Each person had a two-way radio, essential on such a burn.
We burned all the area shown in light tan on the map, 36 acres. Because of logistics, those units north of the motor vehicle road (Unit 19B,C,D, and E) were burned separately after lunch along with several units from a future planned burn (Toby’s Prairie, Annex, Triangle; see map); 6 acres.

We call the units we burned the Basin Savanna, since they essentially wrap around the Pocket Prairie, which acts like a “basin”. The oaks in the upper part of the basin are burs and those lower down predominantly white, with some Hill’s oak and black oak intermixed.

The location of the start of the burn, which was also our anchor point, was the junction on the map where 19E, 12B, and Toby’s Prairie come together. One crew moved west from there along the gravel road, backburning down through 11B and 11A until they reached Unit 18. The other crew moved east, backburning through 12A and  20 until they reached the Pocket Prairie.

Timing was critical and it was essential that the two crews coordinate. We did not want the 2nd crew to get too far ahead because once the 12A fire line reached the Pocket Prairie it would touch off a head fire in the prairie that could sweep up into 18 and 11D. Thus, the 1st crew had to get the 11A backburn finished first. Fortunately, every crew member had a two-way radio, so that coordination was good. Amanda, the burn boss, monitored the two crews carefully.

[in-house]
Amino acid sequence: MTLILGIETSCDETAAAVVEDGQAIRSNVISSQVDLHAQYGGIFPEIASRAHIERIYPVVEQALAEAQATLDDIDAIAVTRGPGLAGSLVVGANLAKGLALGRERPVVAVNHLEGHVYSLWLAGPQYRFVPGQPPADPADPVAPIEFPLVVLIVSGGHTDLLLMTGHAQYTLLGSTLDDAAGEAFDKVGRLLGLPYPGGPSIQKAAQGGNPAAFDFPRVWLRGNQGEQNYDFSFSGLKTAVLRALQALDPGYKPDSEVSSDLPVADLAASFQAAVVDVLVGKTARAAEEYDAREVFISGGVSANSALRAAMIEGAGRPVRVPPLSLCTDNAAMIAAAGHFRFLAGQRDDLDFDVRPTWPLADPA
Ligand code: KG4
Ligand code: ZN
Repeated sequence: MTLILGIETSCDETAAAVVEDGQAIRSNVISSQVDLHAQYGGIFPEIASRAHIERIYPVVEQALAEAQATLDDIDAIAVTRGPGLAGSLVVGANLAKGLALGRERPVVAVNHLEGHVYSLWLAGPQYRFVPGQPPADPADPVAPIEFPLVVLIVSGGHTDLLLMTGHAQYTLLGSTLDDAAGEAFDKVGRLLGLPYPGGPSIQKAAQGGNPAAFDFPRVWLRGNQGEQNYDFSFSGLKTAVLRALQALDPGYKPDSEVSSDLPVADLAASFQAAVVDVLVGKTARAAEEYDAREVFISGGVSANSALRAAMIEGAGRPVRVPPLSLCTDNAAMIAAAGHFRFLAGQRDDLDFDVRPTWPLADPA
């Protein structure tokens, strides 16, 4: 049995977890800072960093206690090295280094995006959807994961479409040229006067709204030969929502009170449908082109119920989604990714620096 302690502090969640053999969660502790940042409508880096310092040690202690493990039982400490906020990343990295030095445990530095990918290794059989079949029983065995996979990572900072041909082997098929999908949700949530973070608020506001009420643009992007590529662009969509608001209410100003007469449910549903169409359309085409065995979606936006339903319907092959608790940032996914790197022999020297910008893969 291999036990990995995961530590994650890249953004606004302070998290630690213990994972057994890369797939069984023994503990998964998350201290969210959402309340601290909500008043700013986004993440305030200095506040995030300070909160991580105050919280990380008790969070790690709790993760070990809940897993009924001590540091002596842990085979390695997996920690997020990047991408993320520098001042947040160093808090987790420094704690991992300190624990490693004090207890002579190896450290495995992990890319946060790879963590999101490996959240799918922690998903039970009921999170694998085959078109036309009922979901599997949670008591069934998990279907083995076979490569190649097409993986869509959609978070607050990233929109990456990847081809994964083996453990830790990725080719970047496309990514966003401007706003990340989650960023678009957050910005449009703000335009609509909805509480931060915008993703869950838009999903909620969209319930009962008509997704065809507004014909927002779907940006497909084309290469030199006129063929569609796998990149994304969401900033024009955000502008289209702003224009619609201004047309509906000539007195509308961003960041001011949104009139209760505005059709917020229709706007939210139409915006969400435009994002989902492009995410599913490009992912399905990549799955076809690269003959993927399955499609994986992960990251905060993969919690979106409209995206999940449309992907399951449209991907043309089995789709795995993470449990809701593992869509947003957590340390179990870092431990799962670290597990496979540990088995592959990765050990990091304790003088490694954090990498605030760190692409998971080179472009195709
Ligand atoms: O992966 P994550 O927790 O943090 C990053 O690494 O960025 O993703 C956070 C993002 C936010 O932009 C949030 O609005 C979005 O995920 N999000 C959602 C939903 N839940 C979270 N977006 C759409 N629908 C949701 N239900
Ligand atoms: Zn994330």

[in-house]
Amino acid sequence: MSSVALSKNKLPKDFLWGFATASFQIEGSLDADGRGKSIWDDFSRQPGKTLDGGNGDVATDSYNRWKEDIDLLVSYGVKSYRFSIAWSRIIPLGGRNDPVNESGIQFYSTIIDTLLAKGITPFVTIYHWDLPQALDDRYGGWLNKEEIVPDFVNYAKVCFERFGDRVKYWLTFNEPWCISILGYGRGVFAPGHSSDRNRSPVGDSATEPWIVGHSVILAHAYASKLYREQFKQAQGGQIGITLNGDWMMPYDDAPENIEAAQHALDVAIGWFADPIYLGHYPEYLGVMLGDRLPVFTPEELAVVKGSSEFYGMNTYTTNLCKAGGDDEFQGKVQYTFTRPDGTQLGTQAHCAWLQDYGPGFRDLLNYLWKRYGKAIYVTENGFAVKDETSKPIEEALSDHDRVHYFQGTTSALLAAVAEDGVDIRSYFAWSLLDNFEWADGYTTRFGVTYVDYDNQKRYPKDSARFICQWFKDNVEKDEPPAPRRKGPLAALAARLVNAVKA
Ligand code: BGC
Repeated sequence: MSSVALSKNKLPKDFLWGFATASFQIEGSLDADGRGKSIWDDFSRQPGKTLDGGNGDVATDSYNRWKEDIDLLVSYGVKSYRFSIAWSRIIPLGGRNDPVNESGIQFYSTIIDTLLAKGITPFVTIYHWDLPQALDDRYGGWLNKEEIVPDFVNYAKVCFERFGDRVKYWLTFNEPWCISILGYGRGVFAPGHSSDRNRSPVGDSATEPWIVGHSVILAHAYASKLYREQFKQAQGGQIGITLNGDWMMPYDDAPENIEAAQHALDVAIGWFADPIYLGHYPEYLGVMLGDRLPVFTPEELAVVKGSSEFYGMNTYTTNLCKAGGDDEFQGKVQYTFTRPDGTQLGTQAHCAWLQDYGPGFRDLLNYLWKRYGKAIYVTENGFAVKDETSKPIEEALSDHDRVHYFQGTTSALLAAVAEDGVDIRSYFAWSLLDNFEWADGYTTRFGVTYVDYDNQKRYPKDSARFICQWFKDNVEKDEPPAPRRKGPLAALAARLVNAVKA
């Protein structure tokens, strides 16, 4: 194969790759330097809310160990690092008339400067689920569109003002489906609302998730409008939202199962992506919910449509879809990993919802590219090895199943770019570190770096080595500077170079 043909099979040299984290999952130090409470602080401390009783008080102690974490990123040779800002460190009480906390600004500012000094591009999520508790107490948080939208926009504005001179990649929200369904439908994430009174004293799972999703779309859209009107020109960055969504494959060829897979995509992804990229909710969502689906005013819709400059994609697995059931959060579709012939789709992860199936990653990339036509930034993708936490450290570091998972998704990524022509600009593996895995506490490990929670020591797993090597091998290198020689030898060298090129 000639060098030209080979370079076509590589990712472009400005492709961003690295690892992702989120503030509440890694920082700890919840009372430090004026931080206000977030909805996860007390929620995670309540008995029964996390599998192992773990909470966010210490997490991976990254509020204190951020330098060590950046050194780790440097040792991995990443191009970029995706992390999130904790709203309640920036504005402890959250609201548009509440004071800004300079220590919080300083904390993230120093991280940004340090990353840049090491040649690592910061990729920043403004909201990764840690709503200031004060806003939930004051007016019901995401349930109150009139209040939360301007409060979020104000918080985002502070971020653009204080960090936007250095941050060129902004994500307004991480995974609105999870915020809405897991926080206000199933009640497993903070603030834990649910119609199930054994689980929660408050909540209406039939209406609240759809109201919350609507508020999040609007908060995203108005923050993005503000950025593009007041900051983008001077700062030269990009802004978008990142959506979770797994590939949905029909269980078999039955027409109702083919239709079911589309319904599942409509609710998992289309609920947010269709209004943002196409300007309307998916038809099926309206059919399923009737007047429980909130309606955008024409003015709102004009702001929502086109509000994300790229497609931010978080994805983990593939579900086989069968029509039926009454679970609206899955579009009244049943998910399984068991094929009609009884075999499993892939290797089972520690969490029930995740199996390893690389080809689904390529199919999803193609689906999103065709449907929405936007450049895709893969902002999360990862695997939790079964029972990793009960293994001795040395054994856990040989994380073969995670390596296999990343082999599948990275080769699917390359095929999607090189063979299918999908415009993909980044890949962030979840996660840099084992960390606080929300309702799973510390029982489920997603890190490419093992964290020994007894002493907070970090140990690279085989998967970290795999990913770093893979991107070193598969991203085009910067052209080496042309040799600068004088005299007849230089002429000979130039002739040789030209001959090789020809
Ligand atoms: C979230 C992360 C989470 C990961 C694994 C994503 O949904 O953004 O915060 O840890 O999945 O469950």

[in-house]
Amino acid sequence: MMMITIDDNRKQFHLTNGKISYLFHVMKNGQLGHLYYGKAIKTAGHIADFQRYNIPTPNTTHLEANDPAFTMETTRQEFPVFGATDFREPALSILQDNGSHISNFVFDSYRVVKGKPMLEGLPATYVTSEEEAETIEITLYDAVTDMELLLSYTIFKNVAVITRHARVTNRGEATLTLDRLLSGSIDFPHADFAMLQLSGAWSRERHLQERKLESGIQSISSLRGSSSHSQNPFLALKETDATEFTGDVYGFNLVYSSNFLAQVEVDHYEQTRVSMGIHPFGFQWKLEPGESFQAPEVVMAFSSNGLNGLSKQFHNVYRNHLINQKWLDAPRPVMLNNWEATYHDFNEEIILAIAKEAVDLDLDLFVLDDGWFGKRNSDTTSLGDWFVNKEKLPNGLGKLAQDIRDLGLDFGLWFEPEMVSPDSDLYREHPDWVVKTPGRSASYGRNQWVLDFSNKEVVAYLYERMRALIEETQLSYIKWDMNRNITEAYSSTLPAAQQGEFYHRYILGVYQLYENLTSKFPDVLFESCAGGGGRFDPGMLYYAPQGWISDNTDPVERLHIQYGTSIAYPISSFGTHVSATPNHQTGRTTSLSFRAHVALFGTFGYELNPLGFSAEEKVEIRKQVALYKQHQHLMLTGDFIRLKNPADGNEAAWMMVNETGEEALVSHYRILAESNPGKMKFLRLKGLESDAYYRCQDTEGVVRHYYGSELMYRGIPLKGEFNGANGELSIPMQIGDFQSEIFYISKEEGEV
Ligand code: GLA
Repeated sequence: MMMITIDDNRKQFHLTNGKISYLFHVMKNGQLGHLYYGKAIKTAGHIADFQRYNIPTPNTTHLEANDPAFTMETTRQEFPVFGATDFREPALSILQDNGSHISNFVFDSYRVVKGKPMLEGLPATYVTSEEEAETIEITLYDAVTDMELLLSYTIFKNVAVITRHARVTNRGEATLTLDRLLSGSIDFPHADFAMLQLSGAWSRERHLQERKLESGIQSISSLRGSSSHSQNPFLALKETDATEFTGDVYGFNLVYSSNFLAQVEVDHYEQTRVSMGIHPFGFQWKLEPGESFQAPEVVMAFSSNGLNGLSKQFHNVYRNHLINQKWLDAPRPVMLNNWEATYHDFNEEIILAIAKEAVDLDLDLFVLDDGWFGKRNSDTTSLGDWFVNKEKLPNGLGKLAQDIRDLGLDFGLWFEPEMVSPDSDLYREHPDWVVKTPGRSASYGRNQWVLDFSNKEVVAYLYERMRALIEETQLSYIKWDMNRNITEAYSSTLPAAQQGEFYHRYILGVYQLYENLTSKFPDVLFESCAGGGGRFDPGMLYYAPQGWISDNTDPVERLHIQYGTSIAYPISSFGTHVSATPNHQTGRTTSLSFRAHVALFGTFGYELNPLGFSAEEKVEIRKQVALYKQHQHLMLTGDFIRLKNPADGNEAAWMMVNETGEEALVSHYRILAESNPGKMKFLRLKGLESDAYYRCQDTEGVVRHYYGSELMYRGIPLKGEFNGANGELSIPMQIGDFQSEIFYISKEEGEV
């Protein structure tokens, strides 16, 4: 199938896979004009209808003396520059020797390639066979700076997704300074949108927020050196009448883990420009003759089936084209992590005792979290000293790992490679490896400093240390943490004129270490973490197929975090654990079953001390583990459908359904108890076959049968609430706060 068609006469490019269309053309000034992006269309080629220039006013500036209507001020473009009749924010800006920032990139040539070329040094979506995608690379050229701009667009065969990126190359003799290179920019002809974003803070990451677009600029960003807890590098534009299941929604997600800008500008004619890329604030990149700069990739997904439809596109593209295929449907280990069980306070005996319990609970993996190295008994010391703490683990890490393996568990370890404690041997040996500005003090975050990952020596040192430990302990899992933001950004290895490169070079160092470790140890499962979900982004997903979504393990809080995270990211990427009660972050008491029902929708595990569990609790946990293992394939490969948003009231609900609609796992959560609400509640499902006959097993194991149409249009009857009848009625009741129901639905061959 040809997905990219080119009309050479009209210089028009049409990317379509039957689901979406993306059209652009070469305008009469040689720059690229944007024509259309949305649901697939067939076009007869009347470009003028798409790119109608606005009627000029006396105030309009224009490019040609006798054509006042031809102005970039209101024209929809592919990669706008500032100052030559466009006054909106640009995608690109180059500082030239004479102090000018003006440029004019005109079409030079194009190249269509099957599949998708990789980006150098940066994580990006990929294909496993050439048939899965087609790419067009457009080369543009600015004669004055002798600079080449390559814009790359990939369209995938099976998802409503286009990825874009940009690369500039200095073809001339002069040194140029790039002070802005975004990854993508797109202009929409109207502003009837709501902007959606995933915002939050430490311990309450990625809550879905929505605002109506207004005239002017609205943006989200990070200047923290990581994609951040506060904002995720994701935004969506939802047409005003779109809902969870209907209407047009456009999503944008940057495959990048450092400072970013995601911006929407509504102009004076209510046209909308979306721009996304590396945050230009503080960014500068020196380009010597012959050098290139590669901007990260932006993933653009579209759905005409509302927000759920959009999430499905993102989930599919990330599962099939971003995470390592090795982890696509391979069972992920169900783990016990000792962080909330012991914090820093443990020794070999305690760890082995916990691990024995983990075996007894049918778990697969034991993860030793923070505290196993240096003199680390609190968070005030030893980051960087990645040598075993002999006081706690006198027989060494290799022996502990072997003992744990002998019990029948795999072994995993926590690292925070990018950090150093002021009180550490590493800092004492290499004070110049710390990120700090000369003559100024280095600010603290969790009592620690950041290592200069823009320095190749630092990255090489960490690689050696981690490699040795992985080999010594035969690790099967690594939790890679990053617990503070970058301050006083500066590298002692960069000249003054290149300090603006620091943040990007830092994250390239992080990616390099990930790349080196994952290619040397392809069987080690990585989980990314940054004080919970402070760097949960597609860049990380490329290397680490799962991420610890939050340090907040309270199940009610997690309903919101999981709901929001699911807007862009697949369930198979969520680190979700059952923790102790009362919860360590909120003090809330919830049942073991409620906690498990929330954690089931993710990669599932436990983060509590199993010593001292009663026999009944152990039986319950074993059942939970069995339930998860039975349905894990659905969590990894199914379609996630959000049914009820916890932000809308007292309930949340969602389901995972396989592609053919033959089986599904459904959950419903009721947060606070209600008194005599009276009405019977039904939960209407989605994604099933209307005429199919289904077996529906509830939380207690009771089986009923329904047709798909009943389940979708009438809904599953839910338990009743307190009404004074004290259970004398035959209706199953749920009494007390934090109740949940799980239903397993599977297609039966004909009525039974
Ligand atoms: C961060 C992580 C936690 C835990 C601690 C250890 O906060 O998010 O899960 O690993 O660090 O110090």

The Basin Savanna burned very well, benefiting from the RH of 35-40% and a strong drying wind gusting from the south or east.

We had twelve drip torches, and used every one!

One of the important requirements of the savanna burn was to protect the lower branches on the large trees, especially those attractive “savanna oaks”. The way to do this was to avoid head fires in the savanna.

Another goal was to protect as much as possible the living birches, since they are greatly used as wildlife habitat (woodpeckers, bluebirds). The litter at the bases of the birches had been removed with a leaf blower.

Another goal was to protect snags (great wildlife habitat) by clearing the litter around them.

Another reason for backburning is that it keeps the flame height low.

However, because of the gusty wind, random change from backfire to headfire sometimes occurred. Although the wind helped to carry the fire in the savanna, it had potential danger for special trees, birches, snags.

Tree-centered spot firing One procedure for protecting special trees, birches, and snags, was tree-centered spot firing. The drip torch operators had been instructed in how to use this technique. See my blog post for details.